When is the time to switch to plan B?

The context of this volume is a simple plan. Not the band, of course.

This afternoon, I decided to go for a jog at Rajamangala National Stadium in Bangkok. I can’t recall when was the last time I jog. The motives are health, psychological, and adventure as well. I allocated 2 hours to do this activity including travel time to the venue.

The stadium is approximately 6 km or 4 miles from where I was staying, and the preferred means of transport is by bus.

In the first quarter, one factor that was not calculated in my estimate appear: traffic jam. I should have known better. There, I could have switched to plan B, but curiosity and commitment abated my doubt. I stayed hopeful.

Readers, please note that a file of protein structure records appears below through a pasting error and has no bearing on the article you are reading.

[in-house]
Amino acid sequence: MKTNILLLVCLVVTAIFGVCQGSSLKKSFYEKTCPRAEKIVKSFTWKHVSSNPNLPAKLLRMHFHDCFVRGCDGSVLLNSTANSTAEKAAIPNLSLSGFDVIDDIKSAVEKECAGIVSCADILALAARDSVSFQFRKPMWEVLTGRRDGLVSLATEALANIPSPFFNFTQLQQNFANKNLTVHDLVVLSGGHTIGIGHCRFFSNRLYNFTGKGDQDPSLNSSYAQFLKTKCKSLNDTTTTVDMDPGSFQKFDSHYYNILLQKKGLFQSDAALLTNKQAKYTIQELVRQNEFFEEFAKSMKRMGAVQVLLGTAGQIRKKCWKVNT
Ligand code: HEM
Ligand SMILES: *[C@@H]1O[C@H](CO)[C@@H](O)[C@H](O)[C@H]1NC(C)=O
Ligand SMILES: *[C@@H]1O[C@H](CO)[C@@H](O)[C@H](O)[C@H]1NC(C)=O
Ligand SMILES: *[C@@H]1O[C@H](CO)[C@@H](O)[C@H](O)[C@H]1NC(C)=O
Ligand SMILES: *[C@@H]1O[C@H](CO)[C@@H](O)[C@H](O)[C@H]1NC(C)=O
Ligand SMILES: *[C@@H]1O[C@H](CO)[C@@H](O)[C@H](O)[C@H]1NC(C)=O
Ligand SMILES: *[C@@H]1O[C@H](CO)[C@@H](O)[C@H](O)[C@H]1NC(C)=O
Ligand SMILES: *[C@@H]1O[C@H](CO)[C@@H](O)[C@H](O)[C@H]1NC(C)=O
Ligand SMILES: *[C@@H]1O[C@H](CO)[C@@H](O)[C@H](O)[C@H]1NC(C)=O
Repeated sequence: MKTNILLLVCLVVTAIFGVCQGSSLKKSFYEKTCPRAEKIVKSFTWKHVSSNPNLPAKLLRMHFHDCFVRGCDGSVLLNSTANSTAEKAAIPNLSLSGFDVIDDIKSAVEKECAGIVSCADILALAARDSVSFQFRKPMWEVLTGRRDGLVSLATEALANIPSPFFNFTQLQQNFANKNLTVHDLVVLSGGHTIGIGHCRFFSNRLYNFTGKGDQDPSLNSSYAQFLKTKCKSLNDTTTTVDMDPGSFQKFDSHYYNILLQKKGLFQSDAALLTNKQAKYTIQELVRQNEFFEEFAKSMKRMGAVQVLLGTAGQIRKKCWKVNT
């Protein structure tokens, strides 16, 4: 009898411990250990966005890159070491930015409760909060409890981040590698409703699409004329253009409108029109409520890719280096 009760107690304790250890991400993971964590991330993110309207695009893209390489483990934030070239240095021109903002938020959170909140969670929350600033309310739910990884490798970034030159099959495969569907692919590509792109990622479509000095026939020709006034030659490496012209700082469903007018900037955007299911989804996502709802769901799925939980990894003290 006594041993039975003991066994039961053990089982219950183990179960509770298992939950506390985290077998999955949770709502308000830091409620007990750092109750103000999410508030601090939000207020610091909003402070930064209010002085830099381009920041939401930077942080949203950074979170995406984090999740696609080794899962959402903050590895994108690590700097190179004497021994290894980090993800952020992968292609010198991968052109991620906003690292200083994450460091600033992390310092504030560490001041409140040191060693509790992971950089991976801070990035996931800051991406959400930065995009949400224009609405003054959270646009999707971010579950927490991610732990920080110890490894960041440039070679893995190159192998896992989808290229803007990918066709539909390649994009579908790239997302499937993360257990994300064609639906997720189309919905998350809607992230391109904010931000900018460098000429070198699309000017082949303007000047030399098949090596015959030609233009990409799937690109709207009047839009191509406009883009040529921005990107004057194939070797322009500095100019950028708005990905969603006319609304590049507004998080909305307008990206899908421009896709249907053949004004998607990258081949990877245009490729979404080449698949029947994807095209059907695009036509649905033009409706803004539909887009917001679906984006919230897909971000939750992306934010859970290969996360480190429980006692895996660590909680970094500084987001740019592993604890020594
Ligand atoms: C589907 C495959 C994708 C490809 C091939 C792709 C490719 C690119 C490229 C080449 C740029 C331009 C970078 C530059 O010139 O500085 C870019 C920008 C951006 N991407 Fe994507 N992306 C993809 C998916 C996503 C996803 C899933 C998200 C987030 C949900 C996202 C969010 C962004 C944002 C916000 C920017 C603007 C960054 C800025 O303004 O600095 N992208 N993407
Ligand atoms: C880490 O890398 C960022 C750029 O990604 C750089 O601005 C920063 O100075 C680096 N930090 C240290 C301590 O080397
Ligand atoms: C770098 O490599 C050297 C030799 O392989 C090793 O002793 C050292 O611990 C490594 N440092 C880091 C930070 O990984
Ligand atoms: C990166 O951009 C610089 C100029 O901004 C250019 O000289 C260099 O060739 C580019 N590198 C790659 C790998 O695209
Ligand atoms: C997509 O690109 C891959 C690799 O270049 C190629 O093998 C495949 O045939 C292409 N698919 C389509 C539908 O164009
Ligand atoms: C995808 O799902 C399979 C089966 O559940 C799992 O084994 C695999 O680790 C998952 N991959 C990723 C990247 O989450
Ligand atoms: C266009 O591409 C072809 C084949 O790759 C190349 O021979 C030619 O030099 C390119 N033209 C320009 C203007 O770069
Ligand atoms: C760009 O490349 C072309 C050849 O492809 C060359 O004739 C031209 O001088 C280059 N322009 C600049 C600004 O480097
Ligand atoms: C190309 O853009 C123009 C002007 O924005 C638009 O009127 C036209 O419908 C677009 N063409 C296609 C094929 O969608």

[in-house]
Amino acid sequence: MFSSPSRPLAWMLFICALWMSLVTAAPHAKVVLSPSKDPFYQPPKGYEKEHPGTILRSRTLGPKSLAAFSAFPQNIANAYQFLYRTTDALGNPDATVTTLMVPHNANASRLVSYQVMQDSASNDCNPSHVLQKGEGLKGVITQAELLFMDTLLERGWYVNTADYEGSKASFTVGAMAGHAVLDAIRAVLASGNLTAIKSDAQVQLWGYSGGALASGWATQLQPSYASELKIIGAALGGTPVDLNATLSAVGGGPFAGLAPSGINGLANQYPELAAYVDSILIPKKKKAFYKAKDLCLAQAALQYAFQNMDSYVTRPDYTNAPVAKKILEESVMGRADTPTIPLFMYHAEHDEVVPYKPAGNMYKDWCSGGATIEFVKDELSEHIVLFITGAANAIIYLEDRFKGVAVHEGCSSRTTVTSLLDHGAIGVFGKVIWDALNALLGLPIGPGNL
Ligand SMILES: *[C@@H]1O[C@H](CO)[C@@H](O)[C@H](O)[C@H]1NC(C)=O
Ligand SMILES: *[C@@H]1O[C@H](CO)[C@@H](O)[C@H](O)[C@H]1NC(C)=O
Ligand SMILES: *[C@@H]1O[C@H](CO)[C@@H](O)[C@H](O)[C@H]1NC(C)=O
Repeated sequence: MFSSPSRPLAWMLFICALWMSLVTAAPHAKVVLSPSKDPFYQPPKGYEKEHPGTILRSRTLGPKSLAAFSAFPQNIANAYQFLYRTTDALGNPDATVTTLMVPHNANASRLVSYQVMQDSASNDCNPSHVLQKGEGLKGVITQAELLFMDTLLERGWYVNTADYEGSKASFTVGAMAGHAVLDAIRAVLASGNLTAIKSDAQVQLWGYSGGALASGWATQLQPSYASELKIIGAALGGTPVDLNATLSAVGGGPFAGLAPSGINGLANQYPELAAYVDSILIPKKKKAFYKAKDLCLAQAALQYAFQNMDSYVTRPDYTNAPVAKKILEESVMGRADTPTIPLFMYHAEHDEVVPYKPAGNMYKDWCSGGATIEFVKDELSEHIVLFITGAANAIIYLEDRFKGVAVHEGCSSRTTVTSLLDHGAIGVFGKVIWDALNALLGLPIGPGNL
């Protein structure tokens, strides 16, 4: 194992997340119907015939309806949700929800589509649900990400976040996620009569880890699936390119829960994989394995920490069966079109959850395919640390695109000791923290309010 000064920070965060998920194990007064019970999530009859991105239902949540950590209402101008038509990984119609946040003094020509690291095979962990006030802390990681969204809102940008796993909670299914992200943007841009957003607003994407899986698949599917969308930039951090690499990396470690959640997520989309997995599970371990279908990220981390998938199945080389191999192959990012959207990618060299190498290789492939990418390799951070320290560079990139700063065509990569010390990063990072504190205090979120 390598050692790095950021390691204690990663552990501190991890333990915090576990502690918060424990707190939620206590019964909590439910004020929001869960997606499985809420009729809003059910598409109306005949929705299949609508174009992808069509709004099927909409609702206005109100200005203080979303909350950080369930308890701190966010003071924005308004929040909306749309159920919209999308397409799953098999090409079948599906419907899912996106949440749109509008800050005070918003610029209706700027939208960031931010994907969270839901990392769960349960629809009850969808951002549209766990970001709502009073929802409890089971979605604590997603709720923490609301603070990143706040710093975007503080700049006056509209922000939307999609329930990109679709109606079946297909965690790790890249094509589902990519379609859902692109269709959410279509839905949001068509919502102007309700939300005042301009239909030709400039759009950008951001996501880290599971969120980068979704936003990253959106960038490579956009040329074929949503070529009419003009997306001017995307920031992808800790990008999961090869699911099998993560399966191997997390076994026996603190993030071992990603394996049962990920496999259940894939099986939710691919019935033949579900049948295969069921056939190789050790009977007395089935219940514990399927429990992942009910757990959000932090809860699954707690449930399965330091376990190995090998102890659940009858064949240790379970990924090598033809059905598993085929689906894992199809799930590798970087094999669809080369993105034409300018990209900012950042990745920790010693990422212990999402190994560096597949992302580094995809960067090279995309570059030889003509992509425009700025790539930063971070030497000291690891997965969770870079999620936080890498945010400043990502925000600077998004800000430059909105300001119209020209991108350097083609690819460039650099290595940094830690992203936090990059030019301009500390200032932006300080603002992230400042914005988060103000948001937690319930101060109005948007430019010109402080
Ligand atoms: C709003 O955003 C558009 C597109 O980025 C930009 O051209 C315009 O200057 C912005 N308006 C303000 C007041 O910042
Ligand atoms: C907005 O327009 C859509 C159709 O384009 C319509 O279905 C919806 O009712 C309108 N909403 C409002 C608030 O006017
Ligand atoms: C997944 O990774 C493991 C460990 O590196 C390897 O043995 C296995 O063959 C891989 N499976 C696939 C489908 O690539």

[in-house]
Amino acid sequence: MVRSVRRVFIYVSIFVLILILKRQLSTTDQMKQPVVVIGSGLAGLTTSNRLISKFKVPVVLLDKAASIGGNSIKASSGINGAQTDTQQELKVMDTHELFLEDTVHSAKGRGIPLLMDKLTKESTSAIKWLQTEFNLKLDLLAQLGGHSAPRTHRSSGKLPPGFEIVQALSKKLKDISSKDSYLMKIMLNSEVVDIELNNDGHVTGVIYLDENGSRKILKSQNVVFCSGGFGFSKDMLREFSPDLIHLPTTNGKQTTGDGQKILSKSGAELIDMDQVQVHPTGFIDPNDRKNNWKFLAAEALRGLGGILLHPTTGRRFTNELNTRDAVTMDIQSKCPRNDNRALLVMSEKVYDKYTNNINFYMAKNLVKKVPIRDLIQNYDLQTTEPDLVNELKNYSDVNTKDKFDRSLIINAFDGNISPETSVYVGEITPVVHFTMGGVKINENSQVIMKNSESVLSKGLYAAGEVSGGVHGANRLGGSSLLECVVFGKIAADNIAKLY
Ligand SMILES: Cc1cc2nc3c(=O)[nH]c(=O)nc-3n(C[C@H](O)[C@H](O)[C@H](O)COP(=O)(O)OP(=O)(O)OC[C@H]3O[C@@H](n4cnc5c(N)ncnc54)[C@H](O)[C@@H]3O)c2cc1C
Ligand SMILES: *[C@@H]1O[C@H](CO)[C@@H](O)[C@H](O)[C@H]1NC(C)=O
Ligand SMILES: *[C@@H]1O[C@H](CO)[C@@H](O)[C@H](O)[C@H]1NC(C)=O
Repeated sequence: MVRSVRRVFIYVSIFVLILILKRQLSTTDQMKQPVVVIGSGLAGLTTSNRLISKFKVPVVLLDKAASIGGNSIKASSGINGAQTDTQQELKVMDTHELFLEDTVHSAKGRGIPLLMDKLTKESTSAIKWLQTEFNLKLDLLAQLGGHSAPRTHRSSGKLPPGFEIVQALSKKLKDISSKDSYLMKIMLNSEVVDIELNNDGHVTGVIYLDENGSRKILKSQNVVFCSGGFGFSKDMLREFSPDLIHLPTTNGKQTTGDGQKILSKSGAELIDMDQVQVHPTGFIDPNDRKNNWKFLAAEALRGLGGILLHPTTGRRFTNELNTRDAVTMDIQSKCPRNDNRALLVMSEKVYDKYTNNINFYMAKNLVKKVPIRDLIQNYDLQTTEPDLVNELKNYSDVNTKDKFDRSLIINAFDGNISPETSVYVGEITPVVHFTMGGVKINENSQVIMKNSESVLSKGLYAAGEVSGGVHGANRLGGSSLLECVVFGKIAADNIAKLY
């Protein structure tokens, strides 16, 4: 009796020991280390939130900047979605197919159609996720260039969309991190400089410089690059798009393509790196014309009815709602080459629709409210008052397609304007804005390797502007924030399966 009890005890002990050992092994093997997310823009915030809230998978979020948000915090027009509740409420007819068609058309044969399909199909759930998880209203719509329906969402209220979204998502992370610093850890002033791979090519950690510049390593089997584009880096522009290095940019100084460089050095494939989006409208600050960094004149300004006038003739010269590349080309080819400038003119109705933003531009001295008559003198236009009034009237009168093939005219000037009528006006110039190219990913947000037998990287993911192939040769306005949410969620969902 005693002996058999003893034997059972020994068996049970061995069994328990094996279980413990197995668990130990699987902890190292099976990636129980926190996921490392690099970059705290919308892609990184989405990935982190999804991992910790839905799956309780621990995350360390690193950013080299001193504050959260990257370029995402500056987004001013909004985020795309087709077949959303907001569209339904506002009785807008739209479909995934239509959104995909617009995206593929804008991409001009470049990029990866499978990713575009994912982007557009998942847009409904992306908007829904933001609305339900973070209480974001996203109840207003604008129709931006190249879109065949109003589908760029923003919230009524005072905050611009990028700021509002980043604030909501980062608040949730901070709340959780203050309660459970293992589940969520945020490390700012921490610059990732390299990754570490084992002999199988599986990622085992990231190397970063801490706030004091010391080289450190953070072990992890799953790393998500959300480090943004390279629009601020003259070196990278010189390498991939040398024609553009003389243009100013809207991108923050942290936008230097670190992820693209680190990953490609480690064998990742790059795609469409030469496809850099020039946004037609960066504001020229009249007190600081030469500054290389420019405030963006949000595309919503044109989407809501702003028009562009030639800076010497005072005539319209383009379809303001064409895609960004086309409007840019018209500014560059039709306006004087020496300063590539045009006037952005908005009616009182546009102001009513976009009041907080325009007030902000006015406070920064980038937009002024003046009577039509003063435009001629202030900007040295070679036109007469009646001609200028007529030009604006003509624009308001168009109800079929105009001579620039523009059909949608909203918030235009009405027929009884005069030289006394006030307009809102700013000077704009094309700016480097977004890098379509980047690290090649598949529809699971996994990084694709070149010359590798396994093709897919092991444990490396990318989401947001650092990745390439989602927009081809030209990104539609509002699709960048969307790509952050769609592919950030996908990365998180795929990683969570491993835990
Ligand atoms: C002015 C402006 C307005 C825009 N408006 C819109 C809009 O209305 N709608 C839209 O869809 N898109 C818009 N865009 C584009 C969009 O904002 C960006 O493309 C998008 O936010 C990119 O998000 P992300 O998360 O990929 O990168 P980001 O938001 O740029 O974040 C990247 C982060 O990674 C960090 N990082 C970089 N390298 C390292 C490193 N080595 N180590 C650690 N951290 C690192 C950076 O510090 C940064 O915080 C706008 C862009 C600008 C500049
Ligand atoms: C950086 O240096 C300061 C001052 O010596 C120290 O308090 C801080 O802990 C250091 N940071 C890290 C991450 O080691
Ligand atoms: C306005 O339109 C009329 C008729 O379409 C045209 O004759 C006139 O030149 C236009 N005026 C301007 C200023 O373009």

By midway, it was raining hard. This ought to be the sign to switch. A much clearer sign since it directly affects my initial plan to jog outdoor. I wait not for another sign to abandon the bus and headback. Plus, for a city like Bangkok, traffic jam and rain is equal to uncertainty. A decision should not floating around in the sea of uncertainty.

So, how was I doing? Poorly. Eventhough I switch to the plan midway before it got even worse, I still lost the time allocated for the activity without the plan being carried out. My conclusion? For average level of daily decision, switch at the first point you question your decision (by first quarter), and when two previously not-calculated factors make the scene! This way, we can move to other plans especially those with higher level of priority.



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